Traveling through Europe is on many bucket lists, and if you haven’t added Ireland to yours then grab your pen.

The rolling green landscapes, pubs and incredible history will make you fall in love with the Emerald Isle. When you are traveling in Europe going to the big cities is usually a fantastic idea, but when it comes to Ireland the small cities and towns are your ticket to a beautiful vacation.

We started our trip in New York City by catching a short 6 hour flight to Dublin, Ireland. We traveled on Aer Lingus, which proved to be the most accommodating and cheapest transportation from the states. Dublin was bleak and grey after the big winter storm Emma and almost everything was closed for the first two days of our trip. Luckily, I don’t think anything could shut down the Guinness Factory and we got the chance to tour the historic building— and of course sip on a VERY fresh pint of Guinness.

After two days in Dublin ,we hit the other side of the road in a rental car and traveled to Cork. One of the best parts of traveling throughout Ireland is the scenery, renting a car and driving yourself is a must if you want the true Irish experience.

Cork was a much needed change of pace, the city is bright and colorful and a good mix between suburban and rural. Cork boasts some of the most delicious food offerings in Ireland and the opportunity to take in some history and shopping. Cork was just a stop on our way to the even smaller town of Blarney, which is home to one of the most historic castles in the world. Blarney Castle takes an entire day to visit, don’t forget to check out the poison garden, ice houses, Blarney house and of course kiss that Blarney stone. The stone is supposed to have magical properties and grant you good luck for the year, and you will be in good company as even Winston Churchill kissed the stone!

After our day on the Blarney properties we traveled straight to Killarney, which is my absolute favorite place in Ireland. Killarney is a bright city with a mall, movie theater, Lord of the Rings themed Pub and Hostel and the unbelievable Killarney National Park.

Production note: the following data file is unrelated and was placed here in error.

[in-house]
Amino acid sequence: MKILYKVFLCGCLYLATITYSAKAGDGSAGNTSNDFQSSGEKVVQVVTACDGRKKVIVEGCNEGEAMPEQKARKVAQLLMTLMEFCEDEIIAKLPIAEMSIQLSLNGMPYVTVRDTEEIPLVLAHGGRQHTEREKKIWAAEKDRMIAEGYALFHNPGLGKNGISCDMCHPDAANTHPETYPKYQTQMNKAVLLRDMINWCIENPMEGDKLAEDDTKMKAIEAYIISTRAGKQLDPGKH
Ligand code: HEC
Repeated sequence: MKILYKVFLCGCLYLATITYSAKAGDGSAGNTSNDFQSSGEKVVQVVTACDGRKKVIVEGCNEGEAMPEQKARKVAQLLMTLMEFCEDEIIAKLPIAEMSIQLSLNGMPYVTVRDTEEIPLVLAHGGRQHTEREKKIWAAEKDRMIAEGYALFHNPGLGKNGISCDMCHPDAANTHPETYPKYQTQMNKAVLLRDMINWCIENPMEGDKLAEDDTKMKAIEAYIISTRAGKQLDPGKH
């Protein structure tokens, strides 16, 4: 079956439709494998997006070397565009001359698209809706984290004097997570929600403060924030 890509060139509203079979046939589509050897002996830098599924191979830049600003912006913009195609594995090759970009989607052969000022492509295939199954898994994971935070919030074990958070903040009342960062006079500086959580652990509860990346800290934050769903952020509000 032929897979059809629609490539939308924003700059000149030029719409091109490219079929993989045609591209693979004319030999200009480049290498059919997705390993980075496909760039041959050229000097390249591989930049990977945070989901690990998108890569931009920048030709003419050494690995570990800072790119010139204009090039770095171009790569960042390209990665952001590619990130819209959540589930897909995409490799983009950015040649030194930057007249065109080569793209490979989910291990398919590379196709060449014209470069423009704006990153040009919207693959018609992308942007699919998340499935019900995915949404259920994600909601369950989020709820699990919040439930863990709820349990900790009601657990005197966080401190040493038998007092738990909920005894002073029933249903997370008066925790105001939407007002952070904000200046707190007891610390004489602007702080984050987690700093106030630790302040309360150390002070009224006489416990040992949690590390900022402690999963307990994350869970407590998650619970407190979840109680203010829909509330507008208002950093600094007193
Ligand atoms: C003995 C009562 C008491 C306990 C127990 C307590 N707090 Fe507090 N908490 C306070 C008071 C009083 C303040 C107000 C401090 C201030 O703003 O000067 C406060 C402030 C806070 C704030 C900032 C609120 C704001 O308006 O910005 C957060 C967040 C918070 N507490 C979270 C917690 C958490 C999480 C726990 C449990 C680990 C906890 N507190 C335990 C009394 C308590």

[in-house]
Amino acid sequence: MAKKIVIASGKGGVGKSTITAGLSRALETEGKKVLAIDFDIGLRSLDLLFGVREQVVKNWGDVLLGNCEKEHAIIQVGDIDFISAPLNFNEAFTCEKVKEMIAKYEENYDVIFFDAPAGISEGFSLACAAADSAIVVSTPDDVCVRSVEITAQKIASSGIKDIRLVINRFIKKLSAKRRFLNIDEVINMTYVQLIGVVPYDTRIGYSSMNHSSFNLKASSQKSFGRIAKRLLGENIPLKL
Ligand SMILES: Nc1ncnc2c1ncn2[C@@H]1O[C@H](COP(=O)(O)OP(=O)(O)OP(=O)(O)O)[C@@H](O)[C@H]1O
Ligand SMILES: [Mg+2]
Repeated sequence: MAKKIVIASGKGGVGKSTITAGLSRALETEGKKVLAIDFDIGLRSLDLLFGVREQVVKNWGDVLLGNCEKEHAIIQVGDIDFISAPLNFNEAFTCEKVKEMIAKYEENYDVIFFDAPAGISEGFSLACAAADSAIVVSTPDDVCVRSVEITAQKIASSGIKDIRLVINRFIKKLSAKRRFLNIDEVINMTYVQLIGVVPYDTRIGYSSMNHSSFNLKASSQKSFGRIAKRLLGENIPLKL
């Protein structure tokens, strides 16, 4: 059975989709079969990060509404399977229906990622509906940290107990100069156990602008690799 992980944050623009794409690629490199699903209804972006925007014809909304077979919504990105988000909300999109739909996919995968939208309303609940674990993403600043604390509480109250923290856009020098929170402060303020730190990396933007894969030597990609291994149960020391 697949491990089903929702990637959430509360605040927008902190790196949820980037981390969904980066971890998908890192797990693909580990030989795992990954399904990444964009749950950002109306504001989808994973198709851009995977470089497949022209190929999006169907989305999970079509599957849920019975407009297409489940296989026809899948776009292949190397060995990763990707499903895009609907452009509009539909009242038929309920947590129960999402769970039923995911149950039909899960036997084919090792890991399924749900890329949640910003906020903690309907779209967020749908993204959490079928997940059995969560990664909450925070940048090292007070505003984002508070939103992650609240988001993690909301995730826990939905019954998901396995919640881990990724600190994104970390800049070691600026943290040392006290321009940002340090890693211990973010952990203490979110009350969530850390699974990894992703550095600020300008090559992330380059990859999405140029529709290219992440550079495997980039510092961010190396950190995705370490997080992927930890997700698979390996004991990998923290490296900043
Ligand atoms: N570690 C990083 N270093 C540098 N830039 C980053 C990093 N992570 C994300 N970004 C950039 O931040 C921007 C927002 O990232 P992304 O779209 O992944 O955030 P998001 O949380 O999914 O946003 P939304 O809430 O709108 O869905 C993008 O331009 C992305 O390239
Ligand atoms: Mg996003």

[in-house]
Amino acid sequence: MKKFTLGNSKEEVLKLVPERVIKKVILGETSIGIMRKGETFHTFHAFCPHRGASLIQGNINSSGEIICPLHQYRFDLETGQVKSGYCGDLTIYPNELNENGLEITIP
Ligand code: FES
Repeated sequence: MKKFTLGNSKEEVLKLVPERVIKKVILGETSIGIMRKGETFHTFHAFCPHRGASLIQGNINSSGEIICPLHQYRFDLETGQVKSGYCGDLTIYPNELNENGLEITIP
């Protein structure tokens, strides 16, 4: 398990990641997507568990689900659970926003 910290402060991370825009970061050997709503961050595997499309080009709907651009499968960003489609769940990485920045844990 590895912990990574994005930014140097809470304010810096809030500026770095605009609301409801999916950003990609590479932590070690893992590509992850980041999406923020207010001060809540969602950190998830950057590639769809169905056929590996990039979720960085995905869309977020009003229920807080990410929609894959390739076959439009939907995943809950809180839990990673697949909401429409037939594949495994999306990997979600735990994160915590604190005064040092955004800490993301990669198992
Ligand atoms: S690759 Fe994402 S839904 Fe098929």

Killarney National Park is the largest National Park in Ireland and the first National Park in the country. It is home to the Muckross House, waterfalls, hiking trails, the tallest mountain in Ireland, three lakes, and the last natural herd of Irish red deer in Ireland. The National Park is enormous so we took part in a horse drawn carriage ride through the park to see the most picturesque spots, after the ride we went on a tour of the Muckross House.

The Muckross house is a Victorian Mansion (where Queen Victoria actually stayed once) that has been professionally curated and well-kept over the centuries. During the summer you can visit the gardens,farms and atrium of Muckross house which have native and tropical plants and animals. After the tour of the Muckross house head down to Killarney Riding Stables for another tour of the park along specially made horse trails. If you are lucky you might get to see all of the native animals of the national park like we did which are the, Irish red deer, red foxes, Irish hares and the famous Kerry cows.

After a few days in Killarney we drove North to the Cliffs Of Moher, which are truly indescribable. The Cliffs were covered in snow and ice but we made our way along about four miles of the trails and each step brought us closer to cliff edge. Pack your walking shoes for this adventure because to take in all of the Cliffs of Moher you will trudge through a 15 mile path—there and back. The cliffs keep you on your toes as water washes up the edge and fish and puffins play miles below the trail. When you head back to the museum grab some lunch in their café, I suggest some Guinness soup you’ve probably earned it if you traversed the entire trail!

Tired out from our stroll along the cliffs we hit the road and traveled two hours south to Limerick. While Limerick feels a lot like your average busy city there are several hidden treasures. Visit some of the historic cathedrals and watch traditional Irish dancers perform. If you have been admiring the Claddagh rings and Keltic designs throughout your trip this is your chance to grab a ring for you and your lover. Limerick is home to Silver Wood Jewelry, which creates modern and traditional versions of the famous crowned heart in hands. Dine on the river at the famous Locke Pub where the beer is cold and Irish dancers and music can be found every night after 8 p.m.

Our last stop on the fair Isle was the westernmost point and quaint beach town called Dingle. Now before you go on a wild goose chase for funny tshirts in the town, be warned they don’t quite get the humor of their city’s name. Dingle is best visited when warm because the local attractions are all on the water.

Dingle is home to a very friendly dolphin named Fungi who can be visited through the many boating companies. After you have waved hello to Fungi take the coastal tour around the Skellig Rock recently famed for appearing in Star Wars the Last Jedi. After the boat tours find a cute restaurant and indulge in some very fresh seafood and Kerry cow ice cream from Murphys Ice Cream. Once you’ve had your fill of the beautiful beaches and seafood take the scenic route back to Dublin by traveling along the wild Atlantic way, ring of Kerry or Sleagh head pass.